What is a blog in December without a cheery holiday post from a Christmas past?
My blog. Sorry.
I have spent the last several days attempting to conjure up even one sliver of a Christmas memory to smile and roll my eyes at. The bike I always wanted. The puppy in the bow-tied box. The impossible-to-find-toy found under our tree. The antics of out-laws and in-laws. Something. Anything. Nothing.
I can't remember a Christmas in my past; I just know that I have never enjoyed the holidays. The closest I come is in remembering a school party, candy canes, and trashy gifts.
I hate getting notes sent home from the teacher. Whatever is detailed, asked for, or is changing; those things will be ignored. My face red with shame, I will stand and explain to my teacher why the note was not followed and why I am unsigned, empty handed, or out of new guidelines. My parents are too busy to care or too unimpressed with me to help a kid be a productive member of a second grade class.
I am sitting in the carpool line and pinned to my shirt is a note on green paper asking for my contribution to the class Christmas party. Filled in the blank with curly teacher writing are the words candy canes. I like to eat paper and I would have been better off eating this note. I would be less hungry and my mother would have one less item to concern her hatred with.
Walking to the car, I pulled the note off the pin and crammed it in my uniform jumper pocket. I waited for the seemingly right time to ask... after my sister had presented her own classroom party request and had it approved. What better time?
I ran to my room to rescue that green note from a certain death in the washing machine. I took it to my mother and showed her my own request. Quickly she glanced and returned the note to its original creases. I received a conditional "yes".
Behave, keep your room clean, have good manners, don't talk back... these were the conditions pressed upon my behavior in order to receive my candy cane contribution.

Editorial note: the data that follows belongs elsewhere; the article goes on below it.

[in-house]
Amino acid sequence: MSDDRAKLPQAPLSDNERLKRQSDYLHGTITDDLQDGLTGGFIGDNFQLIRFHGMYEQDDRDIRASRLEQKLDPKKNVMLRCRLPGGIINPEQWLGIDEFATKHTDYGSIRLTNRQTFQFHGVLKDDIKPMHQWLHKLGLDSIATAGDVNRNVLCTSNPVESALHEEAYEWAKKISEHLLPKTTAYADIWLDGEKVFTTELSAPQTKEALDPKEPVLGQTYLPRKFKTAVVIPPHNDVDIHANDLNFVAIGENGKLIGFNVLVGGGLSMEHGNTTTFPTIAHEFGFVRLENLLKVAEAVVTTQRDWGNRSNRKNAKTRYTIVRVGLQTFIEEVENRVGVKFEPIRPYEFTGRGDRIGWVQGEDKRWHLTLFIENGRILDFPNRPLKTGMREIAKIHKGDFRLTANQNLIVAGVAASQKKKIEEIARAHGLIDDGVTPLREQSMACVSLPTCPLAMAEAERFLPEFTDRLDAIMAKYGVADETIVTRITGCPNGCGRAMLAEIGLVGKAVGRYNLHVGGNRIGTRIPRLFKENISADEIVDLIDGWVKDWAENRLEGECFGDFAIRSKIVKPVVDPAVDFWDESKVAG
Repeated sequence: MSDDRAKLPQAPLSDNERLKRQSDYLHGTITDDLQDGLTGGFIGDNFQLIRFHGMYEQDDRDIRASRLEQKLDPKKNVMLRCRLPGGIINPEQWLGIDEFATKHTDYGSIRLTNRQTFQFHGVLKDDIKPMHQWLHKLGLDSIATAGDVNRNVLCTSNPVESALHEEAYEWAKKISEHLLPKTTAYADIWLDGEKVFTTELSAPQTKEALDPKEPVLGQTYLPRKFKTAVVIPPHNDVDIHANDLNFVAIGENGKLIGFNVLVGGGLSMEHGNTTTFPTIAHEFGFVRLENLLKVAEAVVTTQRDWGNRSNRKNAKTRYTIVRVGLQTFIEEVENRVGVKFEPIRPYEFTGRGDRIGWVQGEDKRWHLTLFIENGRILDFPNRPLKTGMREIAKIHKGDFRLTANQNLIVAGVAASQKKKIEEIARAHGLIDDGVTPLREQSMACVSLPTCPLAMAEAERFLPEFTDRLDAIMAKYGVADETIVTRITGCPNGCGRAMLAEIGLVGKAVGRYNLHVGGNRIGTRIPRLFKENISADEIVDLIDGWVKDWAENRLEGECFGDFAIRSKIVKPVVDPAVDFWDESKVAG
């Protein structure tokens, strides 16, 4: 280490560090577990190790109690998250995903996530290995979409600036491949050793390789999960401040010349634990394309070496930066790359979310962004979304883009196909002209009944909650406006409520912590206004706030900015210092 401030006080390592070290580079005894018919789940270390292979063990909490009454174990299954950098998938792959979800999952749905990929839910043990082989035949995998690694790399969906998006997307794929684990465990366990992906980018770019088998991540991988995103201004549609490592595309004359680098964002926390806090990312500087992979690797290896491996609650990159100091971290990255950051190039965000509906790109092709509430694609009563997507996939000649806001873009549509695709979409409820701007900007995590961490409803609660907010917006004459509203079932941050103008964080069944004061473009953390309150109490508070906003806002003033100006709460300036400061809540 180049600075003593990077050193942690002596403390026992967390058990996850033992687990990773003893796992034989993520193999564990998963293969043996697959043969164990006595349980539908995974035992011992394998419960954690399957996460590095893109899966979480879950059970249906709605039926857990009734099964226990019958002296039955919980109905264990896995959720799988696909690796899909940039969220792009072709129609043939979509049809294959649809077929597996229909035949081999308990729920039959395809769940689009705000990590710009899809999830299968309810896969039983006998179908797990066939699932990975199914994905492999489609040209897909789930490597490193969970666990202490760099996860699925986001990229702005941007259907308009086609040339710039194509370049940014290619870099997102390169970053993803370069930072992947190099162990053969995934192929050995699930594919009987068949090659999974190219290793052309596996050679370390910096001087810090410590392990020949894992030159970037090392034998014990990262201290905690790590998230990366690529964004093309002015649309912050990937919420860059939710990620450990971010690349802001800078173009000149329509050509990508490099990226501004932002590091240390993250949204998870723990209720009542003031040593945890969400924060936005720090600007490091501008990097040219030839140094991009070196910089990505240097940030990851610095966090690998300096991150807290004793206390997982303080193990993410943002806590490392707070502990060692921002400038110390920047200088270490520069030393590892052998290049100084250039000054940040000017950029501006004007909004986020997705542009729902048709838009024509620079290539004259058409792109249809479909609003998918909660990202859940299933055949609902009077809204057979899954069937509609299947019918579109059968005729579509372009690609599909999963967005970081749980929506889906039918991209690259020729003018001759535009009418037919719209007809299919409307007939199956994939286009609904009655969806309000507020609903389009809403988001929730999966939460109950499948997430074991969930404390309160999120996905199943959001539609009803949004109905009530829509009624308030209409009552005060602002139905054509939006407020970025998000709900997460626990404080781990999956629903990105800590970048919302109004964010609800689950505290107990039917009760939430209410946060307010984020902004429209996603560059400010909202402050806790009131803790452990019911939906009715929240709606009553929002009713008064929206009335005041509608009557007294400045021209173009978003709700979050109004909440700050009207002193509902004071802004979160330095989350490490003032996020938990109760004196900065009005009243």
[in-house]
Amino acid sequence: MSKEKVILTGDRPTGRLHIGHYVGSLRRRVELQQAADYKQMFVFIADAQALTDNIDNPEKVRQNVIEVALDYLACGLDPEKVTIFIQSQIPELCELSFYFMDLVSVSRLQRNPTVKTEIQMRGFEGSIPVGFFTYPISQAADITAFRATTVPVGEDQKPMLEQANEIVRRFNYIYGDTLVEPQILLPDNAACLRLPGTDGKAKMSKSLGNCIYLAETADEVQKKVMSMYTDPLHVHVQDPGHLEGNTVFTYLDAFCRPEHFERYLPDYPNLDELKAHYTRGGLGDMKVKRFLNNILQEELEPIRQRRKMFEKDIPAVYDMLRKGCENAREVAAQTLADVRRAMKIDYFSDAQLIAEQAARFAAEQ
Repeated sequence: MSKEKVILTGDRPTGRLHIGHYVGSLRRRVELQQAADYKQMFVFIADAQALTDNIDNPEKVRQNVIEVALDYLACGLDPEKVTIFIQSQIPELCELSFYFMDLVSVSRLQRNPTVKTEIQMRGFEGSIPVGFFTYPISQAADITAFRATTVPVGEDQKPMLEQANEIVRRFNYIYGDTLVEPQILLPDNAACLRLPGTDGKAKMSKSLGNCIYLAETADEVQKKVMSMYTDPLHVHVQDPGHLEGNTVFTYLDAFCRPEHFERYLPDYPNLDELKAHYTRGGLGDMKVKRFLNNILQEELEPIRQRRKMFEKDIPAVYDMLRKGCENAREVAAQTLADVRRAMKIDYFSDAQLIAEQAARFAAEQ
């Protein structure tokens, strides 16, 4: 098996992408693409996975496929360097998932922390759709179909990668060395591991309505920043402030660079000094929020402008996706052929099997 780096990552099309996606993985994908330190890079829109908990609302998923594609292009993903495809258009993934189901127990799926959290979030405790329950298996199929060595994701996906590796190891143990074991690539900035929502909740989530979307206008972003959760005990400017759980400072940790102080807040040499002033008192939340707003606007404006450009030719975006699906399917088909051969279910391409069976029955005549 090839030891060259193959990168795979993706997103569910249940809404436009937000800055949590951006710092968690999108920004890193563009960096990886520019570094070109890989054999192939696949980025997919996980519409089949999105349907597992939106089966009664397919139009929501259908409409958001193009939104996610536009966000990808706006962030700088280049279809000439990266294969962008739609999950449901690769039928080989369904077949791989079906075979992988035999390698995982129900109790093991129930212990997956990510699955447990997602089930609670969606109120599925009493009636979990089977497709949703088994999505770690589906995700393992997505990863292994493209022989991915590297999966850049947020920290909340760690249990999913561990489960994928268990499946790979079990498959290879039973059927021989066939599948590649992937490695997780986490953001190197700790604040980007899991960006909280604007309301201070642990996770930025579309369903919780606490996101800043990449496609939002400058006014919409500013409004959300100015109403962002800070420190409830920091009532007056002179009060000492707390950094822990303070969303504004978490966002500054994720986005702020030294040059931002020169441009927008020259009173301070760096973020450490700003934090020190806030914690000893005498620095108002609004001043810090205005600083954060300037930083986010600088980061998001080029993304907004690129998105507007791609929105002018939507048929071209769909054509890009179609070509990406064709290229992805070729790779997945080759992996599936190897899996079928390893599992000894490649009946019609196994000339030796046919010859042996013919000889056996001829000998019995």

The night before the party came and went. That morning, I asked my mother where my Christmas party requirements were and informed me that they were in my bag. Once at school, I opened my bag to find a smaller bag. Inside was one, single peppermint.
One fucking mint to share with my class.
Humiliated, I am sitting at my desk when I hear the morning announcements. The younger kids are having their parties first. There is my one chance. I twist and fret until the younger parties are finished. I ask to go to the restroom and slip into the other wing of the school. Happy kids are leaving hand in hand with their hurried parents. The classrooms are black as I step into each one to forage for my treats.
Digging through cold cups of hot chocolate, sticky red frosting, and squeezed small juice boxes, I find my treasures. Discarded candy canes. I carefully wipe each one off and will the broken ones whole again. I carefully stuff them in my pockets and repeat this process until I have twenty precious canes to share with my friends.
I race back to my own classroom but not before I peer into my sister's room. And there she is. My mother. Smiling, laughing, and enjoying my sister's Christmas party. I hate her at this specific moment.
I return to my seat only to linger a few minutes behind when the recess bell rings. With everyone gone, I retrieve the rescued candies from my pockets and place them on the table with all the other green notes fulfilled.
She didn't come to my party. She never said a word to me. I never said a word to her.
Hanging On No More
19 hours ago